Devil's Gulch   North Bay TU obtained grant funding for a four phase habitat restoration project at Devil’s Gulch in the Lagunitas watershed to reduce human interference with spawning fish, reduce erosion along the stream bed and provide refuge for young fish.   Phase I was completed in August 2010. Five work teams installed six signs to notify park visitors of the fragile habitat, repaired a bridge damaged by a fallen tree and constructed 100 feet of split-rail cedar fencing to reduce the possibility of coho salmon and steelhead being disturbed while spawning during the winter by park visitors. Funding for Phase 1 was provided through a grant from the Marin Fish & Wildlife Foundation.  Ralph Alexander and Associates develop plans and supervised the work.  Phase II was completed in November 2010 and focused on eliminating erosion around the creek. Nine wattles (stray-filled burlap tubes) were installed on the Barnabee Trail to provide basins for sediment to accumulate instead of entering the creek.  Eighteen plants were relocated into channels created by runoff in hopes of stabilizing the stream banks. A bridge (previously installed by NBTU) was repaired and 60 feet of split-rail fencing was installed to eliminate foot traffic on the creek banks.  In October 2011 and November 2012, the wattles were replaced in advance of the rainy season and additional fencing installed to keep visitors on the trail and away from the creek.  A number of steelhead and coho fry are spotted on both outings. In October 2013, NBTU completed the repair of a wet crossing with grants from the Rockey Foundation, TU National’s Embrace-A-Stream program and Patagonia.  In 2015, NBTU, with funding and assistance provided by the California Department of Fish and Wildlife installed woody debris in eight locations in Devil’s Gulch, which will enhance habitat for endangered coho and threatened steelhead populations.  Phase III is currently awaiting approval by the CA State Parks and will re-route a portion of the trail to eliminate human contact with the fish.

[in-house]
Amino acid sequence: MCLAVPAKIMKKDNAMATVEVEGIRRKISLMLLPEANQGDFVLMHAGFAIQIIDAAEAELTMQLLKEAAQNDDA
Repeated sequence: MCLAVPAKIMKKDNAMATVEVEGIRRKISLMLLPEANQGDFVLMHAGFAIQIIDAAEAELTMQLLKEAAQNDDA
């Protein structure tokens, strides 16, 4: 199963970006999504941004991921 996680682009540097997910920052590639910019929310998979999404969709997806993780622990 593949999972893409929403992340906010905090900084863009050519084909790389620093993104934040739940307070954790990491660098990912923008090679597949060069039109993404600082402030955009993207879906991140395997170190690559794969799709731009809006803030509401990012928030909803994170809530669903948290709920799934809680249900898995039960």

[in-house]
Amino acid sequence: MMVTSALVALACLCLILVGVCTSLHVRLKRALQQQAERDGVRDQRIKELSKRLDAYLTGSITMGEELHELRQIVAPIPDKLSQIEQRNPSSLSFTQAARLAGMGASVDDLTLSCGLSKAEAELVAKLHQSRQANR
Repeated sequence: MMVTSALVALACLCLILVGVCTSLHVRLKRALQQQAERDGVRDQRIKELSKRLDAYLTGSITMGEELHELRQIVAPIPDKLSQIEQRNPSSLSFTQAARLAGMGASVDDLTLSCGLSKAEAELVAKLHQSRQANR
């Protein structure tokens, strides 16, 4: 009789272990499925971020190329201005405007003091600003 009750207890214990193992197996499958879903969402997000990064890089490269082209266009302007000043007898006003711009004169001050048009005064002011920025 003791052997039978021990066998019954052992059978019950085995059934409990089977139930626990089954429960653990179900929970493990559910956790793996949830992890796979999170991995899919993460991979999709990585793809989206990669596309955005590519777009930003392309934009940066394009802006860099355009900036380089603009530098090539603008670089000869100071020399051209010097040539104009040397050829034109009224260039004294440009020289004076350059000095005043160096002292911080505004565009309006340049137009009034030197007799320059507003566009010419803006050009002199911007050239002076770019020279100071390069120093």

Devil's Gulch

North Bay TU obtained grant funding for a four phase habitat restoration project at Devil’s Gulch in the Lagunitas watershed to reduce human interference with spawning fish, reduce erosion along the stream bed and provide refuge for young fish. 

Phase I was completed in August 2010. Five work teams installed six signs to notify park visitors of the fragile habitat, repaired a bridge damaged by a fallen tree and constructed 100 feet of split-rail cedar fencing to reduce the possibility of coho salmon and steelhead being disturbed while spawning during the winter by park visitors. Funding for Phase 1 was provided through a grant from the Marin Fish & Wildlife Foundation.  Ralph Alexander and Associates develop plans and supervised the work.

Phase II was completed in November 2010 and focused on eliminating erosion around the creek. Nine wattles (stray-filled burlap tubes) were installed on the Barnabee Trail to provide basins for sediment to accumulate instead of entering the creek.  Eighteen plants were relocated into channels created by runoff in hopes of stabilizing the stream banks. A bridge (previously installed by NBTU) was repaired and 60 feet of split-rail fencing was installed to eliminate foot traffic on the creek banks.  In October 2011 and November 2012, the wattles were replaced in advance of the rainy season and additional fencing installed to keep visitors on the trail and away from the creek.  A number of steelhead and coho fry are spotted on both outings. In October 2013, NBTU completed the repair of a wet crossing with grants from the Rockey Foundation, TU National’s Embrace-A-Stream program and Patagonia.

In 2015, NBTU, with funding and assistance provided by the California Department of Fish and Wildlife installed woody debris in eight locations in Devil’s Gulch, which will enhance habitat for endangered coho and threatened steelhead populations.

Phase III is currently awaiting approval by the CA State Parks and will re-route a portion of the trail to eliminate human contact with the fish.